Davidson Hall has been reconfigured into a state-of-the-art teaching and research facility, leaving its historic façade untouched. We addressed the limitations of the 1920s Collegiate Gothic Davidson Hall by designing a new addition that replaces the former teaching and research addition to the original four-story structure, framing a new green space facing West Campus Drive.
The plan organizes the main circulation corridor from a welcoming lobby in the original building's main wing straight into the new addition, providing views into labs and workstations and out to the surrounding landscape. Visual connectivity and innovative, flexible environments encourage greater student-student and student-faculty interaction, transforming the ways in which research teams can collaborate.
The design creates floor-wide research zones with shared instrumentation, wet bench space, and write-up/discussion spaces. These "loft labs" reflect a radical change in how Virginia Tech historically allocated space, providing greater adaptability as programs and teams evolve. The program also includes a lecture hall with pre-function space, as well as a variety of informal spaces for study with access to faculty offices.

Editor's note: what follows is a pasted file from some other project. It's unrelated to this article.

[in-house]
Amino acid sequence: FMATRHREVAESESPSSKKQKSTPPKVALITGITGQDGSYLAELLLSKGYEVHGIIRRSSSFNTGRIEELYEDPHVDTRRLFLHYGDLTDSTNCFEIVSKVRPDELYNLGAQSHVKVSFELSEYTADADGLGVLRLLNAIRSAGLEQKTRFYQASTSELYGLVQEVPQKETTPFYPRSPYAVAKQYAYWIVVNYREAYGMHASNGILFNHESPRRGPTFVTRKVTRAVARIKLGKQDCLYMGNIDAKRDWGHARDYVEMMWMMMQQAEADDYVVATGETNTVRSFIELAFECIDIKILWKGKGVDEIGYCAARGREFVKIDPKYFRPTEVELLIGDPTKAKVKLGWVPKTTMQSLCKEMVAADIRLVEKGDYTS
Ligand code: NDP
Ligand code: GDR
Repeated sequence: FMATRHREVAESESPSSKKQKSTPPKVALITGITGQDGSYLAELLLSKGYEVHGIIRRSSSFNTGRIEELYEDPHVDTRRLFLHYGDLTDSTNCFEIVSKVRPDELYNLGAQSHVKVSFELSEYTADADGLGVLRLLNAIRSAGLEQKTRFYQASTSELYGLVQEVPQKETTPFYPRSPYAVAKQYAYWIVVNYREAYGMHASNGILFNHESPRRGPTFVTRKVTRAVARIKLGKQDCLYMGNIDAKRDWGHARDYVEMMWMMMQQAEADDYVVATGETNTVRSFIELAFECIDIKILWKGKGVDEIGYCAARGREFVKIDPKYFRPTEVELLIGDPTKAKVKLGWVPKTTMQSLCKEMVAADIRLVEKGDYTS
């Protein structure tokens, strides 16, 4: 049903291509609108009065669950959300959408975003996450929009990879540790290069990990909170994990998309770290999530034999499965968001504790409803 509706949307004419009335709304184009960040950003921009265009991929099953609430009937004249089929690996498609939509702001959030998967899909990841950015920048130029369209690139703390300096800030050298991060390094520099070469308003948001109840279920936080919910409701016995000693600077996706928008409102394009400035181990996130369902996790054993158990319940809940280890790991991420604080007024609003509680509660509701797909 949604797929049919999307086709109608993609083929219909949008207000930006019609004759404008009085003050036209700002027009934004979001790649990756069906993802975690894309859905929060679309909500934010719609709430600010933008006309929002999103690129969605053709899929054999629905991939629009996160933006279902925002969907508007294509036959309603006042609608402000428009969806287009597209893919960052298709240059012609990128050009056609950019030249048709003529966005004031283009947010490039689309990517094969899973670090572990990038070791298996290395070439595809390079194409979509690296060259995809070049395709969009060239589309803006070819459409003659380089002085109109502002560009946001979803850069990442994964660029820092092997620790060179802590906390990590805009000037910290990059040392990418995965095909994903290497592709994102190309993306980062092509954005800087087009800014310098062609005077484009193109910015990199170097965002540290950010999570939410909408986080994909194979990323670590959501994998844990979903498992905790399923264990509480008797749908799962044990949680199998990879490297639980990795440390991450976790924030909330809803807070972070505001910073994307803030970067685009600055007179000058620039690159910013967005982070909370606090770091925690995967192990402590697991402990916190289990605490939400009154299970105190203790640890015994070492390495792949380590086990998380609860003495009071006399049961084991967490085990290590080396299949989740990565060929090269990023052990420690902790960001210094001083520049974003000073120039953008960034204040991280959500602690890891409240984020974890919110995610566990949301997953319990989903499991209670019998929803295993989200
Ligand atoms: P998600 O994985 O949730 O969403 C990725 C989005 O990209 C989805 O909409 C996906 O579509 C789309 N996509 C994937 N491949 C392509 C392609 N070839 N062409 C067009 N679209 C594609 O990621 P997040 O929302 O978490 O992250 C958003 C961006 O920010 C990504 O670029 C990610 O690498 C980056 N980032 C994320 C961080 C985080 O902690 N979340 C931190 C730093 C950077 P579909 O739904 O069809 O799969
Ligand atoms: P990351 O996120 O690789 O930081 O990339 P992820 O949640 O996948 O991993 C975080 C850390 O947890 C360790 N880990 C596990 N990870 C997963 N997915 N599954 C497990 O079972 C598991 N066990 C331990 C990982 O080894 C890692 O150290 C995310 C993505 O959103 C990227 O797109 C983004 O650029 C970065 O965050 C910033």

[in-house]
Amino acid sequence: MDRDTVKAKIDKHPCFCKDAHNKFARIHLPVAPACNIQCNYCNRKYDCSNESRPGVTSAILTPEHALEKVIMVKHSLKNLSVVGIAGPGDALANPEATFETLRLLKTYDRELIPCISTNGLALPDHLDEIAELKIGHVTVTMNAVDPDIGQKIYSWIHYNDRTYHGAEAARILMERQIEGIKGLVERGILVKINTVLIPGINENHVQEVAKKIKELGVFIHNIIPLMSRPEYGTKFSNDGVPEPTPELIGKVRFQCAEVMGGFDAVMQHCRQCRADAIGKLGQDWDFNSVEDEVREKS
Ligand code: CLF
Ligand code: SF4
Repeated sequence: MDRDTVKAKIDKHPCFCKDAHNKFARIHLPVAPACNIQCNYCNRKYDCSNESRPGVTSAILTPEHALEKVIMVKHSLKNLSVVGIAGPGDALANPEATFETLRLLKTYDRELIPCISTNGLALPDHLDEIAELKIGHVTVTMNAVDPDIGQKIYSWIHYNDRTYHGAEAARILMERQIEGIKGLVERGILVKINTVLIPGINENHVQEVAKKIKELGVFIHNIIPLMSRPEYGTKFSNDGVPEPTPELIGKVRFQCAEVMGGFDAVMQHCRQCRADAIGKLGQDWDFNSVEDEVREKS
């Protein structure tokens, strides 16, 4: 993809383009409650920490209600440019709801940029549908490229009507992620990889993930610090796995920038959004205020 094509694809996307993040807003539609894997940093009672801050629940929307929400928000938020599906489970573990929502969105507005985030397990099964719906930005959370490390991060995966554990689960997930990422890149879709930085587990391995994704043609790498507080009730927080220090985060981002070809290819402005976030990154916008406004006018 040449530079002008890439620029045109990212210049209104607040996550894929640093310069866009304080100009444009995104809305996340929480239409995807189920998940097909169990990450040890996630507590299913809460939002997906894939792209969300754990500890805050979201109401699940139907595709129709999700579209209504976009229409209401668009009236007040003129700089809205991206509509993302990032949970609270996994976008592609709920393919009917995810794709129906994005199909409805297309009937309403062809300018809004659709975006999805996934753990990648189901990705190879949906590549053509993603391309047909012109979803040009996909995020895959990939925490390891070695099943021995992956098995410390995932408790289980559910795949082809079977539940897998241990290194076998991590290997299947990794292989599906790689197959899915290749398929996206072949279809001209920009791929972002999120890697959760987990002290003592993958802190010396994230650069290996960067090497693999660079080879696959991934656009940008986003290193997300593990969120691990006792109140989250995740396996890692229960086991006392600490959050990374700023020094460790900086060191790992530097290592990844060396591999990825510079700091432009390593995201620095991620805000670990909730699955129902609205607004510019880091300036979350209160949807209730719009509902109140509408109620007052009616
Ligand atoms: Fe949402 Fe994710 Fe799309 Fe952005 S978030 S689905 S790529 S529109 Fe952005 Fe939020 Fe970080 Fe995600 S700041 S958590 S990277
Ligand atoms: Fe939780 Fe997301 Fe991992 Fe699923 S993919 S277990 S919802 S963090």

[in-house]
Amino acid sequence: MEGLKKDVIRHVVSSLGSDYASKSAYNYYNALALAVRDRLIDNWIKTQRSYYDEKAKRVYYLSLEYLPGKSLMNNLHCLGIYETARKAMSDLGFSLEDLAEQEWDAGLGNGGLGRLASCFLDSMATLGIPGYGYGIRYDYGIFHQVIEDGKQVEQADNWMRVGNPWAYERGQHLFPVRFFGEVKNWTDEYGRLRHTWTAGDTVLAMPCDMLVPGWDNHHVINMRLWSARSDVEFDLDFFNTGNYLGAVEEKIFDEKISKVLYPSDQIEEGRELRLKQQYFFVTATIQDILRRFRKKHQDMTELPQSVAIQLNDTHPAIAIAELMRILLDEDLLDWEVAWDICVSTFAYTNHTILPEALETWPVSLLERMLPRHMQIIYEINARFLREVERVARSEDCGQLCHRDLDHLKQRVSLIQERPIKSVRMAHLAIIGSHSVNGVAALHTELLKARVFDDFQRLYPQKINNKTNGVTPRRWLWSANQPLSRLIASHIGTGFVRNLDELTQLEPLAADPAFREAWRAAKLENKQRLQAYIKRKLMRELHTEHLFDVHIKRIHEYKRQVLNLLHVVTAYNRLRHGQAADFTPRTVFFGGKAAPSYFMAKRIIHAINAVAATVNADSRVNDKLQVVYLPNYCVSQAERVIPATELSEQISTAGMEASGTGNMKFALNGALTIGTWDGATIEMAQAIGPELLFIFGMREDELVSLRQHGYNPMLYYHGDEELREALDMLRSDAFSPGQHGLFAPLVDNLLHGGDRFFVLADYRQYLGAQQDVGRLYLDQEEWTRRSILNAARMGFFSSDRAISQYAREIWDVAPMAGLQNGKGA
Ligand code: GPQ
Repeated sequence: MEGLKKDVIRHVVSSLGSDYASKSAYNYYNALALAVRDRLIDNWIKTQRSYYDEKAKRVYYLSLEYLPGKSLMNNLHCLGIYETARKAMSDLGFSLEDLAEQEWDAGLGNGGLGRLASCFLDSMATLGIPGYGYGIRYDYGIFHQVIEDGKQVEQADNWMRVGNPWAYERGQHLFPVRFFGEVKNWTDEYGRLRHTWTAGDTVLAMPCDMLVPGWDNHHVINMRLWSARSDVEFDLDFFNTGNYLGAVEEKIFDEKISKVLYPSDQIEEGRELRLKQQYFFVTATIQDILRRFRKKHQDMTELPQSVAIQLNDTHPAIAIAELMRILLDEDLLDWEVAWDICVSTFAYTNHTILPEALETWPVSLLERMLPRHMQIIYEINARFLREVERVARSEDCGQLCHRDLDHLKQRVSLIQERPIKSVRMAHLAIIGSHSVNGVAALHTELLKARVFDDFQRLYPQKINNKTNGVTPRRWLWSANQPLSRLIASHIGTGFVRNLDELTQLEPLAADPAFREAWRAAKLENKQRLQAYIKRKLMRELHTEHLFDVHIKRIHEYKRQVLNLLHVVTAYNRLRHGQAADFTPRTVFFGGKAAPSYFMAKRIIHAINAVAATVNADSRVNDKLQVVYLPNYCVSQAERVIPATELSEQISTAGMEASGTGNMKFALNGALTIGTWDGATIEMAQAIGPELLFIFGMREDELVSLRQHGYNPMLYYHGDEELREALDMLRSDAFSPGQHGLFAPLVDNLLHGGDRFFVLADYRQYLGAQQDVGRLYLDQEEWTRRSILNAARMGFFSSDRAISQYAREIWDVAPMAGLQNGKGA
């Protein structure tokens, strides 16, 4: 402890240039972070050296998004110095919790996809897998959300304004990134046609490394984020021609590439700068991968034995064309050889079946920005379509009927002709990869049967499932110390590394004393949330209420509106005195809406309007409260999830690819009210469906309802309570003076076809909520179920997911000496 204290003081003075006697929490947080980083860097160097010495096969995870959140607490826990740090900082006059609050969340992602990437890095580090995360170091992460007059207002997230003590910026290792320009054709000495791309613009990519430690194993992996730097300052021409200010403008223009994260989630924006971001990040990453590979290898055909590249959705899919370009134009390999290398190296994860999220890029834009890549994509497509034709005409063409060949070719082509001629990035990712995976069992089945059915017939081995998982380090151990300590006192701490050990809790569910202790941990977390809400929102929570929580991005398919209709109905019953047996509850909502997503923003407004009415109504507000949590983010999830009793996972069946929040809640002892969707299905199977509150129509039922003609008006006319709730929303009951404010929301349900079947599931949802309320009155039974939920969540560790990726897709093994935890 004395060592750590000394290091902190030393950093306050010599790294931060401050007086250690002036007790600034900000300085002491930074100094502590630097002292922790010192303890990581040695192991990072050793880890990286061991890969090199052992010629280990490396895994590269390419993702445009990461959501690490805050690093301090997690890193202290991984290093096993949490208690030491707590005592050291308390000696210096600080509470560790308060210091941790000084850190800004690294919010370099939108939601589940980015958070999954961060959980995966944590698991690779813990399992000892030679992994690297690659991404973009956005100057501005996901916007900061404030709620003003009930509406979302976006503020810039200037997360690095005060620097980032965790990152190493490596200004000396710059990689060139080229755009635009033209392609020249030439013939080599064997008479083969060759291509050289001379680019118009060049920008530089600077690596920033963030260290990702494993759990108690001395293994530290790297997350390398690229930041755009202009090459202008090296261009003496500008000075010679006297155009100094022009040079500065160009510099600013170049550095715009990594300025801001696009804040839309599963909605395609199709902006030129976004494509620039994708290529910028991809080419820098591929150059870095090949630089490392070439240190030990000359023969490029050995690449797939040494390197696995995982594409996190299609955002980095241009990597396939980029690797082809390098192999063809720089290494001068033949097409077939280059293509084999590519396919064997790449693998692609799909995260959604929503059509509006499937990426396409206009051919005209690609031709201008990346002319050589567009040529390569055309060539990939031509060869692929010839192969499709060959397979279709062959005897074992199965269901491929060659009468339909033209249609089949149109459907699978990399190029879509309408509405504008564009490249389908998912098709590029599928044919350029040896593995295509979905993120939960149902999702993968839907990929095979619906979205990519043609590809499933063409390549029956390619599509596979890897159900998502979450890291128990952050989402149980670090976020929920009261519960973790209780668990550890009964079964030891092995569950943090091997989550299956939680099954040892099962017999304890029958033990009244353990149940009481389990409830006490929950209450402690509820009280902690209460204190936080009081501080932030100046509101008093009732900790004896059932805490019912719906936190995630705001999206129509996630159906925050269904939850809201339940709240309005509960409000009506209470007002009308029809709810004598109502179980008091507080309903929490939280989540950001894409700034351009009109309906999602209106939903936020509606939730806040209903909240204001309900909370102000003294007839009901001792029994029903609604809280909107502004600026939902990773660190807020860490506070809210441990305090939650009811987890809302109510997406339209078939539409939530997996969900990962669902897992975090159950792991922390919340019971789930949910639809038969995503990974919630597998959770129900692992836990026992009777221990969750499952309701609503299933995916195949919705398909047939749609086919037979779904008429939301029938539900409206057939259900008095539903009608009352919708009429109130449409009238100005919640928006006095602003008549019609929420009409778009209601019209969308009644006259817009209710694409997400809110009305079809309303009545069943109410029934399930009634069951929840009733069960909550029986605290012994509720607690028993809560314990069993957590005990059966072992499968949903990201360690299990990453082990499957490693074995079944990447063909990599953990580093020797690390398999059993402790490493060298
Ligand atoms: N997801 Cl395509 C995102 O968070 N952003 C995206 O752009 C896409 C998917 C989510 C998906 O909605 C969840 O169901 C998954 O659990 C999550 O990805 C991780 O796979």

- 50,000 GSF new
- LEED Certified
Bridging Past and Future
Prominently sited on the campus's drill field, the 1926 Davidson Hall is constructed of the Hokie stone that characterizes VA Tech's campus. When a deteriorated and unsafe mid-1930s addition was demolished, facade stone was carefully saved to clad the new addition. Reusing the stone honors the University's past while committing to its continuing development as a forward-thinking institution. Behind a traditional Collegiate Gothic facade, spacious modern research labs and flexible informal spaces adapt to inspire and accommodate collaborative innovation.